Thousands of schools will either shut down completely or be sending some pupils home when teachers stage a one-day strike next Wednesday, heads warned today.
Members of the Association of School and College Leaders warned that there would be widespread disruption throughout England and Wales as a result of the 24-hour stoppage.
They also rejected suggestions previously made by Education Secretary Michael Gove that they should consider enlisting an army of volunteers to help keep the school going.
Ian Bauckham, president of ASCL, speaking at its annual conference in Birmingham, said: "I would have far more sleepless nights over an army of mums and dads coming in to keep the school open than I would over anything else."
Members of the National Union of Teachers are staging the one-day strike in protest over their pay, pensions and working conditions. In particular, they are incensed over government plans to introduce performance-related pay by giving headteachers the power to set their own staff's salaries.
The second union involved in the dispute, the National Association of Schoolmasters Union of Women Teachers, is resisting strike action at this time - but its members have said they will not take the classes of colleagues who are on strike.
Headteachers said that that more than half of the 3,500 secondary schools could be severely disrupted by the strike - as the union represents secondary school heads and deputies. However, the NUT's strength is in the primary sector, so many of the 16,000 primary schools are likely to close as well.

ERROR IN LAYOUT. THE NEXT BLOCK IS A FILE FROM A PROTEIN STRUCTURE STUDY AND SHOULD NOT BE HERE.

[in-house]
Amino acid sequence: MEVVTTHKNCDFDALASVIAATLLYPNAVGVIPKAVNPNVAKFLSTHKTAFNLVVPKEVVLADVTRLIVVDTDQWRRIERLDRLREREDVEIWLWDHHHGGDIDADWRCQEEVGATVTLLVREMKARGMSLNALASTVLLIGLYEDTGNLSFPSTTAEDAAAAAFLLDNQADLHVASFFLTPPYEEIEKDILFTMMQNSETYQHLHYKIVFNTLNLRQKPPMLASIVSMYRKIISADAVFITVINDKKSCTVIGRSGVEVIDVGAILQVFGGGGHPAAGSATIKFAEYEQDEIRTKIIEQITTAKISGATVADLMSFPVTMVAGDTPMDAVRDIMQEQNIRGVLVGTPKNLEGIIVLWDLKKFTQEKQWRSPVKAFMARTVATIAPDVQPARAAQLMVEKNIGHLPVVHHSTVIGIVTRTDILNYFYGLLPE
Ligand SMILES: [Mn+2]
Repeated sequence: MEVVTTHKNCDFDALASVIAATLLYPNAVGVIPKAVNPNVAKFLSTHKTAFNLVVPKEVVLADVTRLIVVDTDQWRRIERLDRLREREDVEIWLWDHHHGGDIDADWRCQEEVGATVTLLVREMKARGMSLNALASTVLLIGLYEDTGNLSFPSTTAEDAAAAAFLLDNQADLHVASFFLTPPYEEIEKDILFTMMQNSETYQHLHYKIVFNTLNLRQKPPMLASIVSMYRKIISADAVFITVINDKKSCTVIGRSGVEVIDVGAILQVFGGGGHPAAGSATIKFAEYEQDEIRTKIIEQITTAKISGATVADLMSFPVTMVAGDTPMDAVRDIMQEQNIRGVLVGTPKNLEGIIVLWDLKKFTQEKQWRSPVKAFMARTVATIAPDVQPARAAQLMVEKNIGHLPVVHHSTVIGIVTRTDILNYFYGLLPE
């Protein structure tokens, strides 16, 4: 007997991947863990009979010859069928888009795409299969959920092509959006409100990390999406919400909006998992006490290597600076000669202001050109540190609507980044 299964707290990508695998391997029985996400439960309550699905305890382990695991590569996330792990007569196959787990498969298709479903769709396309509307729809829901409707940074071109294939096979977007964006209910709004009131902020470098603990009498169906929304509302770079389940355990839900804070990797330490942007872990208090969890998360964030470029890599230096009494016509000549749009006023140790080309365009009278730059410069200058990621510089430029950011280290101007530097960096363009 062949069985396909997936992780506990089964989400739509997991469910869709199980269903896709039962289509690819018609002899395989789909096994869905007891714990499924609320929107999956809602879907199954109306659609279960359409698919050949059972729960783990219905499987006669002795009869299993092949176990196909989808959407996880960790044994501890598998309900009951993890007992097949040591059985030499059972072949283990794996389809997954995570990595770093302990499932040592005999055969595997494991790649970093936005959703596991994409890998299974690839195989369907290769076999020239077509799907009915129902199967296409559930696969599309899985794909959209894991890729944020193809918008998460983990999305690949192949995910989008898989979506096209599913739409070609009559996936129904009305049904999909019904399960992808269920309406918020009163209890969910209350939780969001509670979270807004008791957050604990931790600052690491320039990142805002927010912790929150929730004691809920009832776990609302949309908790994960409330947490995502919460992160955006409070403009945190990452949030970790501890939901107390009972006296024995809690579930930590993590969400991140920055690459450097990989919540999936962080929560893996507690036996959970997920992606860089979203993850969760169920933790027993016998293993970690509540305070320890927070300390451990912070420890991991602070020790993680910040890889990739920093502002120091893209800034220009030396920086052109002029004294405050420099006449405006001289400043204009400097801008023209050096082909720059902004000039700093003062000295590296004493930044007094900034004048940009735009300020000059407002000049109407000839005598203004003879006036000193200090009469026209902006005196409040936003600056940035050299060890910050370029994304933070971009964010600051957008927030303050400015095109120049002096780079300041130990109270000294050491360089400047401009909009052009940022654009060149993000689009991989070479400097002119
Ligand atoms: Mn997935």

The unions are involved in talks with Mr Gove's department over the dispute but so far these have not shown any sign of a settlement being reached.
The dispute is likely to escalate in the coming months, with both unions holding their annual conferences over Easter. At the NUT conference there are likely to be demands for more militant action from delegates.
The Department for Education has condemned the strikes - saying all they will do is disrupt children's education.
Meanwhile, in his address to the ASCL conference, Mr Bauckham warned that the "culture of celebrity" was stopping young pupils from striving to improve themselves at school.
"We inhabit a culture which idolises celebrity," he said. "Look at TV shows such as X Factor or Britain's Got Talent. The problem with them, to my mind, goes further still than encouraging a reliance on chance to make your fortune.
"The subliminal message is one which says: you either have or you haven't got 'talent' or the 'X Factor'. There is little you can do, we are encouraged to think, if you are one of the unlucky ones."Reuse content